Wetland seed banks comprise the propagules of plant species that have species-specific germination requirements for germination in either flooded or dry conditions. At the community level, wetland structure and succession during and after a seasonal flooding event depends upon the early life-history requirements of species, including germination under flooded and dry conditions. We examined the effects of simulated flood and post-flood scenarios on seedling emergence from a seed bank of seasonally flooded grassland in the Pantanal, Brazil. Field samplings were conducted in both wet and dry seasons, both of which were subject to flood and post-flood conditions. A total of 70 species emerged from the seed bank, dominated by Poaceae and Cyperaceae. Sixteen species were exclusive to the wet and one exclusive to the dry season. The richness of perennial species was higher under flood conditions, while the richness of annuals was greater post-flood. In general, the aquatic and amphibious species exhibited a significant germination response to flooding. Terrestrial species only germinated in post-flood conditions, with higher richness in the dry season. Four species had high seedling abundance in both treatments. The capacity of regeneration by seeds is high in these grasslands and can be increased by seasonal flooding and drawdown. In these seasonally flooded grasslands, we observed three main germination strategies: under flooded conditions, aquatic and amphibious species; post-flood conditions, an explosion of annual amphibious and terrestrial species; and in moist soil, perennial terrestrial species. The differential responses to flooding versus post-flood conditions help to maintain the structure and species richness in the community over time.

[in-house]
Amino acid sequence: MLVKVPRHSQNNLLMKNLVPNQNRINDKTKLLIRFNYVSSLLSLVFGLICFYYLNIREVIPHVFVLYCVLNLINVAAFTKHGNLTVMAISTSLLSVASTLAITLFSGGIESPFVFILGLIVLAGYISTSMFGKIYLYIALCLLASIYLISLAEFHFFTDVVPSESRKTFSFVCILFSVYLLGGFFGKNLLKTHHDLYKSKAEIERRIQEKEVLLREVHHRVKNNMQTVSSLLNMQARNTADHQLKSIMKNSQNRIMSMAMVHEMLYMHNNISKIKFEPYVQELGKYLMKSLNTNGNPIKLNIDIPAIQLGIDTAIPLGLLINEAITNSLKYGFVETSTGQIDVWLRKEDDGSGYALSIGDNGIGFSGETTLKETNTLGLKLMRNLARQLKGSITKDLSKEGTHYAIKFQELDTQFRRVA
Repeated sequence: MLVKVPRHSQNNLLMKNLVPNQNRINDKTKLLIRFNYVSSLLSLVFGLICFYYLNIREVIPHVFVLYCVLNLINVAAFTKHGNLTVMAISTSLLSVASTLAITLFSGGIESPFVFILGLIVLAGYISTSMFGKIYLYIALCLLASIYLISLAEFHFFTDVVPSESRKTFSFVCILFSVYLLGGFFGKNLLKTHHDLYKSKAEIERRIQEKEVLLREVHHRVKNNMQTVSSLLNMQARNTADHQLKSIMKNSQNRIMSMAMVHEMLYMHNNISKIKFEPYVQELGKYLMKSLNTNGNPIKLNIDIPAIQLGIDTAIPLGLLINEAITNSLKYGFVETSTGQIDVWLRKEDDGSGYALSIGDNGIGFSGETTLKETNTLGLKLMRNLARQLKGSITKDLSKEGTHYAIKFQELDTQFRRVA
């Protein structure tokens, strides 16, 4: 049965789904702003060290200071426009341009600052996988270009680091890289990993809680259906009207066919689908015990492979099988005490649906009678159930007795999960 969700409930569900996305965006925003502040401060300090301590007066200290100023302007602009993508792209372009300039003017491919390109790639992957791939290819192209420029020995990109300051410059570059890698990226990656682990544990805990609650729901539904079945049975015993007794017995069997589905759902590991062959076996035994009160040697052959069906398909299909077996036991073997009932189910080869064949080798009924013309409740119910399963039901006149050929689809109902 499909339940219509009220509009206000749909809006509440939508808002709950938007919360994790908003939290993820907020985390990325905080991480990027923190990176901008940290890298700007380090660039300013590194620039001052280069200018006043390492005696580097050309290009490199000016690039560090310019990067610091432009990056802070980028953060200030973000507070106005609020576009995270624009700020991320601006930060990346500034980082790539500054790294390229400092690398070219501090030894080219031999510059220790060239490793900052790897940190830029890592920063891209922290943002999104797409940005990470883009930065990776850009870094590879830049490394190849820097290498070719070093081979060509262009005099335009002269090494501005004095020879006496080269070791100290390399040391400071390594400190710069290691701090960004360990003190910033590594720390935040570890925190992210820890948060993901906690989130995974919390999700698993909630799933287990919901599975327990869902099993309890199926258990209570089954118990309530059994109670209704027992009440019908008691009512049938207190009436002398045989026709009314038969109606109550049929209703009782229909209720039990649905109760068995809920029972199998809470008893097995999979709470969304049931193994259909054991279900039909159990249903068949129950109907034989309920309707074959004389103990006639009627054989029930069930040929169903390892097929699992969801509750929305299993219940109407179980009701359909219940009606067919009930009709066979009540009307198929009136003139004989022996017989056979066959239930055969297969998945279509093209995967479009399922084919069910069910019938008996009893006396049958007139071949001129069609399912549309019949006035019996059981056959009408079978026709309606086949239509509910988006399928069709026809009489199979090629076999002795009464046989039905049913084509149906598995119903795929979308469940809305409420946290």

Aquatic Ecology – Springer Journals
Published: Nov 20, 2017
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